Cointelegraph: Bitcoin use in Africa has improved in the last couple of years. What has really changed?
Werner van Rooyen: Bitcoin, as measured in the amount of transactions per day, is steadily rising in Africa as it is in the rest of the world.
Trading between local currencies and Bitcoin is higher today than it had been a few years back and there’s a big increase in Bitcoin awareness and discussion, both by governments and consumers.
CT: South Africa, Kenya and Nigeria are the three main markets for the virtual currency in Africa. Do you think the distribution pattern will remain the same for a long time or something is likely to change very soon?
WR: I don’t see this changing anytime soon.
CT: There is so much talk about how Africa is likely to benefit from Bitcoin. What's your take?
WR: I do believe that Africa is very likely to benefit from Bitcoin, but probably not in the immediate future. Africa will surely reap the benefits of Bitcoin - fast transactions, global interoperability, cheap micropayments - but there are still hurdles in terms of awareness, smartphone penetration, reliable and cheap data availability and enough liquidity, so that users get a fair exchange rate when they convert their Bitcoin back to local currency.
Just like early investors in telecommunication operations in Africa didn’t necessarily see huge numbers in their early days, they are truly industry giants today.
CT: Do you think banks and Bitcoin can work together in Africa?
WR: There is probably not a single banking group in the world that is not looking at Bitcoin right now. Many of them are only interested in exploring private blockchains, which can be compared to the time when a lot of companies tried to make private (and paid) versions of the Internet. We believe that banks will realise at some stage that the biggest, most widely adopted and open option will ultimately benefit them and their customers most (the same way AOL and Microsoft realised that nobody was going to use their private intranets)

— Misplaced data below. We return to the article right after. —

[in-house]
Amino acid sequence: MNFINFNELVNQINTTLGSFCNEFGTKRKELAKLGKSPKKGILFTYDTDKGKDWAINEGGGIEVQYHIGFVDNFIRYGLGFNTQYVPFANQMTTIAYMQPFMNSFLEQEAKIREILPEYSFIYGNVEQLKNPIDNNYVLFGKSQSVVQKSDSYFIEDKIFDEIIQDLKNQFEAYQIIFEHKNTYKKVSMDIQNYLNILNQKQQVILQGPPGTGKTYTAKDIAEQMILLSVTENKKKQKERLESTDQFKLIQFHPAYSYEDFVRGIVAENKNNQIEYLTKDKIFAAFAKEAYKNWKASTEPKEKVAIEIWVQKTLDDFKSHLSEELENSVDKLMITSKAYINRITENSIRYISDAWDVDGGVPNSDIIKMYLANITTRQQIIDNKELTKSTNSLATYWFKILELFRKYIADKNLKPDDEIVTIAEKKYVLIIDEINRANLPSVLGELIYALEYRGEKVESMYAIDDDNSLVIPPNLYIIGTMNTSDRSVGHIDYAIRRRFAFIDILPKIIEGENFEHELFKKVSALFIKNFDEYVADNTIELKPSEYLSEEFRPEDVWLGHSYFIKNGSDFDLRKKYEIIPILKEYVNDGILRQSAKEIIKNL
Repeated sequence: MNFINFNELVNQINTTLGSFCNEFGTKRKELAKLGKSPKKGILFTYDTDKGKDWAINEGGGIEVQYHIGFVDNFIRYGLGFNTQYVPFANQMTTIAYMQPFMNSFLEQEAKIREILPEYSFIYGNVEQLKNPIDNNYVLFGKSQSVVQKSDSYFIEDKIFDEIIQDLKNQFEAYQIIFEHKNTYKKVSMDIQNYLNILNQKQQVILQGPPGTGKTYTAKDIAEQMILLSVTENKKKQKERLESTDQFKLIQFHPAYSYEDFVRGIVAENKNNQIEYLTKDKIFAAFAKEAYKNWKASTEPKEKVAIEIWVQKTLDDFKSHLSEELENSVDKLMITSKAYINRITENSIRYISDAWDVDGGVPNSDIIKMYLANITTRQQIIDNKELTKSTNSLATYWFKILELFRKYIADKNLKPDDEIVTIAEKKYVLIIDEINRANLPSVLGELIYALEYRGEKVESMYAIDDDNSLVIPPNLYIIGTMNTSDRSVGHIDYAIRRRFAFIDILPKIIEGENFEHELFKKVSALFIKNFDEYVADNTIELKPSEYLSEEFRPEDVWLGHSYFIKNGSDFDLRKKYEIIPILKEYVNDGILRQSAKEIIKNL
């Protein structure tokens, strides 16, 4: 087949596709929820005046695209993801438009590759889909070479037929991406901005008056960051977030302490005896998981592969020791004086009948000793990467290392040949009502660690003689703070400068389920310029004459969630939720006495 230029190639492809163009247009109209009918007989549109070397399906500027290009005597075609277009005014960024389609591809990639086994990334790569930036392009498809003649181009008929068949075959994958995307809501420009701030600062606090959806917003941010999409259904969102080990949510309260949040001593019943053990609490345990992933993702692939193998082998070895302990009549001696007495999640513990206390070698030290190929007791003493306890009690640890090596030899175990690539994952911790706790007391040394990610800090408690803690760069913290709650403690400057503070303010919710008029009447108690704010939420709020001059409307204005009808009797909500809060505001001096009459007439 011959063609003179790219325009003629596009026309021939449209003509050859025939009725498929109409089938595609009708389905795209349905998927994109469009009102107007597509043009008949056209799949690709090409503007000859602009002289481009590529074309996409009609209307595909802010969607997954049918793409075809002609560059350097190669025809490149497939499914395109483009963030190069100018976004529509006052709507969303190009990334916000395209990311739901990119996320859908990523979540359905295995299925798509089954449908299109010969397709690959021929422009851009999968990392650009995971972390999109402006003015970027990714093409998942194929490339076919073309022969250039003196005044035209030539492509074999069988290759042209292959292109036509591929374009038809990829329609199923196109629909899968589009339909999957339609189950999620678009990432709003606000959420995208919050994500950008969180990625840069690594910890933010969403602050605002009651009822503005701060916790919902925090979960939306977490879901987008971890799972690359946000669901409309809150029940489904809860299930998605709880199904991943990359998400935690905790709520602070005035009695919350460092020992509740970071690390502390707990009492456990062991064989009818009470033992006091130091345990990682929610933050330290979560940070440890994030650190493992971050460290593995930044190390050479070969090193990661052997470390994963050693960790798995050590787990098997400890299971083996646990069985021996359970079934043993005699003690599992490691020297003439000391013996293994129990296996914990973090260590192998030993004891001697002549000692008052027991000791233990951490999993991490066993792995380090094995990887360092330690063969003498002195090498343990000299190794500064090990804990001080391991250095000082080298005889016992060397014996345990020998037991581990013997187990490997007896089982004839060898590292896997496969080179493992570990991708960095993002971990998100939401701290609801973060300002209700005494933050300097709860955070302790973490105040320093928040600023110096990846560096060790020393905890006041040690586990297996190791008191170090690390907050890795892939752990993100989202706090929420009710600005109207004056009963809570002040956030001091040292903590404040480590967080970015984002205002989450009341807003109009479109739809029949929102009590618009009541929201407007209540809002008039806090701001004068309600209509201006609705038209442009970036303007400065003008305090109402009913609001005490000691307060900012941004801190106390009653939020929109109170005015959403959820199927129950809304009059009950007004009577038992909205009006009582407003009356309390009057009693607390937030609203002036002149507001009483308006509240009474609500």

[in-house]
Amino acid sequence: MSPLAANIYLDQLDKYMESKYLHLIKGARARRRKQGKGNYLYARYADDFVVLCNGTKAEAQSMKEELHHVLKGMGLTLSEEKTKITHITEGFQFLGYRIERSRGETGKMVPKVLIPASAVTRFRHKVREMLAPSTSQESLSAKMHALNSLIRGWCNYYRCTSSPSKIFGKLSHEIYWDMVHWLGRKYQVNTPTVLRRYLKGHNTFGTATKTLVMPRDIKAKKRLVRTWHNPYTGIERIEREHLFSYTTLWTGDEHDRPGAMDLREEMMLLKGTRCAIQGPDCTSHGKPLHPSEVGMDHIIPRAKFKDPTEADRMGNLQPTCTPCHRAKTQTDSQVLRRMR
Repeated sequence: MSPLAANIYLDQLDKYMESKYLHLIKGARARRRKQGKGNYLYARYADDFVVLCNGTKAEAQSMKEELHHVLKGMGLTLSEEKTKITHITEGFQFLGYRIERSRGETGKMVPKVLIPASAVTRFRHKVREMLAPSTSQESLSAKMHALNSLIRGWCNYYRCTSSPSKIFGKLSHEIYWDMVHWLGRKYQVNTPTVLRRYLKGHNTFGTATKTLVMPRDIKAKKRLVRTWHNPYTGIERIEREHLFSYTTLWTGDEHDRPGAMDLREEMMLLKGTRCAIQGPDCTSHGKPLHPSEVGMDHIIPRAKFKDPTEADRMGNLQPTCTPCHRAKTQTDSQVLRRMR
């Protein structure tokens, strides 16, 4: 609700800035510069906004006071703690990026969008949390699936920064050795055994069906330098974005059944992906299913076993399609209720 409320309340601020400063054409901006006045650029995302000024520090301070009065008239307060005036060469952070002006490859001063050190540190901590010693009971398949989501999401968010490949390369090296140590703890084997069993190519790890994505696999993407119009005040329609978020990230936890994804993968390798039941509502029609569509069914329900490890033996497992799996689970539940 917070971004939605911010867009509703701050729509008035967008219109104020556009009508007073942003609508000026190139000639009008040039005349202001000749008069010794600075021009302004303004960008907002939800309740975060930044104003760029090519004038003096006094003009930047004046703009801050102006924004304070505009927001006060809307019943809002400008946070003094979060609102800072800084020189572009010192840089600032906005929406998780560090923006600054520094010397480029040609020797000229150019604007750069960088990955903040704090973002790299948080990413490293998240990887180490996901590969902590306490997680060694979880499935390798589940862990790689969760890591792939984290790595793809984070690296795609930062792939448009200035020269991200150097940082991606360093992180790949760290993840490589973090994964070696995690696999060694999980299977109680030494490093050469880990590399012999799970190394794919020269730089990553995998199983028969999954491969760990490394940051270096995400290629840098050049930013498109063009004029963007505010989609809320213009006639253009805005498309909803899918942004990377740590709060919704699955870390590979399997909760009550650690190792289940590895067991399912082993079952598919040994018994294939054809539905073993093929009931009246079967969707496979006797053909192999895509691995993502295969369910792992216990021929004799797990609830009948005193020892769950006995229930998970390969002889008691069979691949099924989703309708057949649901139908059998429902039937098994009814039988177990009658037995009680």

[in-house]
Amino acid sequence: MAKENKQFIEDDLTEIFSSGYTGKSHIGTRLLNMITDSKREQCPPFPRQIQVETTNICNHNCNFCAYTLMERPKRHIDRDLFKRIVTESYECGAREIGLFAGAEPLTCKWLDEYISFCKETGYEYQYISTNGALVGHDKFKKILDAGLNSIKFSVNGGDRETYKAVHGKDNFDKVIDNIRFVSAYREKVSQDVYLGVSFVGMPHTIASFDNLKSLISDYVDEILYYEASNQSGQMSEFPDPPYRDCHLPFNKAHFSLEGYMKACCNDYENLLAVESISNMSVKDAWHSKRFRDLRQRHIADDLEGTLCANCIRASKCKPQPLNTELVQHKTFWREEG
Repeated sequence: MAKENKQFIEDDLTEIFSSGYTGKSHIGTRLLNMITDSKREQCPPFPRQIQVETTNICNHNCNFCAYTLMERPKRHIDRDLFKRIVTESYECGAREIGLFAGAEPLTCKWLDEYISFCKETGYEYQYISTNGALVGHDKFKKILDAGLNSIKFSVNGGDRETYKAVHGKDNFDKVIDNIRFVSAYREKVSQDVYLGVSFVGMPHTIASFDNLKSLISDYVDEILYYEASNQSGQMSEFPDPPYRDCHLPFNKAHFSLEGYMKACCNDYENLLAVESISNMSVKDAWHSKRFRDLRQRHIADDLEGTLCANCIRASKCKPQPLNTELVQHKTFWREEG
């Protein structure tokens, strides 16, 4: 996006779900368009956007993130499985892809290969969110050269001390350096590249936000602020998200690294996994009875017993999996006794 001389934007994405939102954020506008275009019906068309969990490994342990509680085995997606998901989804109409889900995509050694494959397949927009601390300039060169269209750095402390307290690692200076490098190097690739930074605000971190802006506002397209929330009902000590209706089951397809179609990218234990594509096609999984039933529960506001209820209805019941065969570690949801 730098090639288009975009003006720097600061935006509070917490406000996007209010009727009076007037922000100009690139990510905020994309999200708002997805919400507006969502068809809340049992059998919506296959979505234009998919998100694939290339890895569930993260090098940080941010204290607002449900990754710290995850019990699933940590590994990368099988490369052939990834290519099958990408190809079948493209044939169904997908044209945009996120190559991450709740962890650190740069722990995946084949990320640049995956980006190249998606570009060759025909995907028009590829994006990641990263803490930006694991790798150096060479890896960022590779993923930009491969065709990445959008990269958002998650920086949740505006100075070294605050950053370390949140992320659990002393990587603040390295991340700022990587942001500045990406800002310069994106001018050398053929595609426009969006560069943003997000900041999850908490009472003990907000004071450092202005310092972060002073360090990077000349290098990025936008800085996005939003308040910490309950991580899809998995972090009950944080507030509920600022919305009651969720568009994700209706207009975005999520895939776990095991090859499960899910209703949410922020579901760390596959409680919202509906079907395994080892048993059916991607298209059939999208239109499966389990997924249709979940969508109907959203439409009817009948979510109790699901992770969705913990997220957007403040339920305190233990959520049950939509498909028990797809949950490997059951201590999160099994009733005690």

CT: Not many Bitcoin wallets exist in Africa. What brought about the idea of Bitx in Africa considering the low level of awareness and issues of trust in Bitcoin?
WR: BitX wasn’t started to make a quick buck. There is tremendous potential for Bitcoin in Africa (and Asia, our other active market) and in fact the ability for it to leapfrog existing services; very much the same way that many African and Asian consumers skipped the part of owning a cumbersome and expensive land line and went straight to owning a mobile phone.
CT: What are you seeing now about Bitcoin that most of us are yet to see? There so are many indicators that money - just like email or most information on the Internet - will be digital, free to send and receive and internationally available.
WR: Bitcoin ticks all of those boxes, is growing the fastest and is in our mind the most likely way for us to reach that point.
The best way to respond would be to just participate! It’s so simple to buy just a small amount of Bitcoin and learn more about how it works.